Not many restaurants attempt, much less achieve, serious coffee service, but Empire State South is a notable Atlanta exception. The Midtown restaurant from chef-owner Hugh Acheson features a full Counter Culture Coffee program, with beans from neighboring North Carolina, and Alfred Lopez runs the caffeinated show. I met Lopez after my November 20 lunch at ESS, and he subsequently discussed his connection to coffee.
What’s your very first coffee memory, good or bad?
So, my first coffee memory was actually as a young boy in Boy Scouts during a pancake breakfast we were hosting. We were up so early and were so tired, so the older kids started drinking coffee. That coffee got passed around and eventually made its way to my hands. It was like a little cup of sunshine. If the scoutmaster was Kaldi, all the scouts were the dancing goats. It was good times.
In all honesty, I’ve never had any really bad coffee experiences. I’m pretty laid back and humble. There is a little bit of sunshine in every cup. My first experience as an adult was during my freshman year of college. I was looking for a part-time job and found one in coffee. I was the youngest person in the shop and it was super old school. Topping off macchiatos and cappucinos with overly aerated milk using a spoon and making cubanos by adding sugar to the portafilter and pulling a shot. It was awesome. I was 18, most of my coffee experience was in going to Starbucks. I mean, I’ll be honest. Looking back, the shop and practices weren’t that great, but everybody has to start somewhere. Very few people get to start at the best place.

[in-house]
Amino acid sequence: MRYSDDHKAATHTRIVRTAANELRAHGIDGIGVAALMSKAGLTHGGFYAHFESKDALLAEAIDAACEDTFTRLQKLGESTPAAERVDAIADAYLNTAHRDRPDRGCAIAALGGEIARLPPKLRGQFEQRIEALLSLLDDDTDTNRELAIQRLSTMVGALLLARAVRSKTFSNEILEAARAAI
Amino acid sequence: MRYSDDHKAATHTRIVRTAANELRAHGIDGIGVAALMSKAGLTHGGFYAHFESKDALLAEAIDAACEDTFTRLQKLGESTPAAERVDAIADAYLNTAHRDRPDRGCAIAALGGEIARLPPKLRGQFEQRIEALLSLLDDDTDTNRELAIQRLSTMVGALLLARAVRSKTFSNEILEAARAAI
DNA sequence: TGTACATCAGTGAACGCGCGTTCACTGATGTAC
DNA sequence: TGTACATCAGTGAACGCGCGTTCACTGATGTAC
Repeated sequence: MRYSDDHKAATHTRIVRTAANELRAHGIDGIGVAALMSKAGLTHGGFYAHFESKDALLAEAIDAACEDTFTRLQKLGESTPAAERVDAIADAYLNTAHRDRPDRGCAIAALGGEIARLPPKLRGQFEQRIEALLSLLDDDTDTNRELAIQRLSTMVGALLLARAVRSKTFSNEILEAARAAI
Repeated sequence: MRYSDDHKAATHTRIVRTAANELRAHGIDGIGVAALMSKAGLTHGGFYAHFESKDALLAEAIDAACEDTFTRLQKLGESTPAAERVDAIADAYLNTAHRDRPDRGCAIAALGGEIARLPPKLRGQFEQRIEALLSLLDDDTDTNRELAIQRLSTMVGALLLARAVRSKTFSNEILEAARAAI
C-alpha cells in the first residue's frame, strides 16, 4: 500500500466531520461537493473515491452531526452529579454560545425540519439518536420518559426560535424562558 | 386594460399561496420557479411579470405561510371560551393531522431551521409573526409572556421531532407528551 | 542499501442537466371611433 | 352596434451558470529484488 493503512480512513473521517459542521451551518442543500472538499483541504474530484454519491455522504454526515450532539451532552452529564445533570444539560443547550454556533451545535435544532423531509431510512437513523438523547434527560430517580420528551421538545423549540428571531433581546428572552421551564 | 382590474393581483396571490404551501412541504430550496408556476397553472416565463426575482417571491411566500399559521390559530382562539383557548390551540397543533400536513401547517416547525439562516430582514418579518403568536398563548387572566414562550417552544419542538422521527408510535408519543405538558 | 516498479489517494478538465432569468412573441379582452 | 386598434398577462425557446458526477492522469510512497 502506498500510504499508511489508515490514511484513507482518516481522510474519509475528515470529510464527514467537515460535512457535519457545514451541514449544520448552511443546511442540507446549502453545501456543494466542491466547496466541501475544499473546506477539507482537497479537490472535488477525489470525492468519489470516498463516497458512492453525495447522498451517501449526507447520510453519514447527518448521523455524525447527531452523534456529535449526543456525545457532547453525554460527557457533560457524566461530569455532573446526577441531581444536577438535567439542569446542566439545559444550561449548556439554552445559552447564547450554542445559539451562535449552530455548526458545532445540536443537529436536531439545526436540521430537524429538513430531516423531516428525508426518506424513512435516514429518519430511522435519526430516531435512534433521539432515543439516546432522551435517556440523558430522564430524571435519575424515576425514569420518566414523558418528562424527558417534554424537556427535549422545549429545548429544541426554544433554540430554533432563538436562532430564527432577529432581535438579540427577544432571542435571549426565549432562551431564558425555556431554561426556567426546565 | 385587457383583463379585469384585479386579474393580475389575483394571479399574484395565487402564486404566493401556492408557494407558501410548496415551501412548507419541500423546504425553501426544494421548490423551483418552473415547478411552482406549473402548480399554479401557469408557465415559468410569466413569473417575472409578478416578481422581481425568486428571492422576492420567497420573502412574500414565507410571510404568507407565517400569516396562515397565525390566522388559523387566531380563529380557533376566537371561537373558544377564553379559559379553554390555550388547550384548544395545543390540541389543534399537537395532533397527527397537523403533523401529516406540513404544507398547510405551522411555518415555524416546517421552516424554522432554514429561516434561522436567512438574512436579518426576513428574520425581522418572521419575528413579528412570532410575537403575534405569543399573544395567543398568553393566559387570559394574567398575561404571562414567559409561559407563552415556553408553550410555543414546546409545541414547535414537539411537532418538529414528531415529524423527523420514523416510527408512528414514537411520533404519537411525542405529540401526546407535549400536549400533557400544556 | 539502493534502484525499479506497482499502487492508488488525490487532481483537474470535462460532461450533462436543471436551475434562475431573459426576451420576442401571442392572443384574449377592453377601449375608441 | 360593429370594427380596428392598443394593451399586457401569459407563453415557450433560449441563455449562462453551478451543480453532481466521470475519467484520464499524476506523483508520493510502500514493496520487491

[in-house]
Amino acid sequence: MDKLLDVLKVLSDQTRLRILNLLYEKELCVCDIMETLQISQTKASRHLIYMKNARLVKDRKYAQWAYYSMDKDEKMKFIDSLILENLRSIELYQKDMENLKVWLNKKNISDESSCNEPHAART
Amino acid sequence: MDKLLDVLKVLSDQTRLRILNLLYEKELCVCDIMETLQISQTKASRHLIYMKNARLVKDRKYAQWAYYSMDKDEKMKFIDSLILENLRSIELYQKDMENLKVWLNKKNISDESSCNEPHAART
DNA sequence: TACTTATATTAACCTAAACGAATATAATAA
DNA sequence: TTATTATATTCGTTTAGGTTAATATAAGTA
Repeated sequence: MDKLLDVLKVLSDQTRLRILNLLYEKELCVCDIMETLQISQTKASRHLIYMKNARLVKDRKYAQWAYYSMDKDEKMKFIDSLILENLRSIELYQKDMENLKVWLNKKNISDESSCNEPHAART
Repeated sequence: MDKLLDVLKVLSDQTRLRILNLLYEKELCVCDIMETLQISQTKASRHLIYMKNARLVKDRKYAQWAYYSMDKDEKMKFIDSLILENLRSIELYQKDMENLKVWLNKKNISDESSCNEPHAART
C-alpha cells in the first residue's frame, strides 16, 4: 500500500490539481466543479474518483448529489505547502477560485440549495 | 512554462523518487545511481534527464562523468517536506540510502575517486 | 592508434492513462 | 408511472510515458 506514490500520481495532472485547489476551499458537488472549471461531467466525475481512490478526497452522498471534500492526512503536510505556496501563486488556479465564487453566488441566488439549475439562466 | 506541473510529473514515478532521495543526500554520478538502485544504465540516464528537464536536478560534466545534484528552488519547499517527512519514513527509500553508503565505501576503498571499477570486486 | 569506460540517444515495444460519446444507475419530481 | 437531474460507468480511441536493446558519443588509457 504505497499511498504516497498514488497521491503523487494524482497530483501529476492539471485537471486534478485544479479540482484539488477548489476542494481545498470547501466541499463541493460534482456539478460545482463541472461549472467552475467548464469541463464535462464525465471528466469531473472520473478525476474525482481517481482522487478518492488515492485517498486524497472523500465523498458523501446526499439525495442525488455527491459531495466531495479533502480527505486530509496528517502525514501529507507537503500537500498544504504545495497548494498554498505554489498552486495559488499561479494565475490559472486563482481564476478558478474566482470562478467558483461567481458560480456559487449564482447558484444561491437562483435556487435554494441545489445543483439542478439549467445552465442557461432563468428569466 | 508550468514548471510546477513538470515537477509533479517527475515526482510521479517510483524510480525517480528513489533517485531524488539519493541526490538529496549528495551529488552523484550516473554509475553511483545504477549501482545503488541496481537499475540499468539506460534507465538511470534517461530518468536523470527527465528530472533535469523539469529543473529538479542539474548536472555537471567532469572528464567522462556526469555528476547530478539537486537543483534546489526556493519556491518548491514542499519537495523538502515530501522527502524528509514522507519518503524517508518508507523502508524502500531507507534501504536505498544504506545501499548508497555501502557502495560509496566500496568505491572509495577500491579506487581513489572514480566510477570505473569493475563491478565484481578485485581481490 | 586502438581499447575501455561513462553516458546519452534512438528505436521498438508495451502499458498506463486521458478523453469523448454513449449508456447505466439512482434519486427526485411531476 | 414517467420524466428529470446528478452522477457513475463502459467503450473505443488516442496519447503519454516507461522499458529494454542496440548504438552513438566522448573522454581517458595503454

At what point did you know that you would work with coffee for a career?
So, I have to take a step back for a brief second. For me, science was my life. I was a physics major in school and wanted to work in the science industry. When I looked at thing, I always tried to find out how it worked on the micro (or quantum) level. For something like physics, you have to look at things in a different light to see how things really work as opposed to self-perceived assumptions. At my first job, I started realizing certain things about coffee, milk and the like. I wasn’t that immersed into physics yet, but the lab side was starting to push through and the scientific method started helping me, at least on a personal level, understand coffee on a more personal level.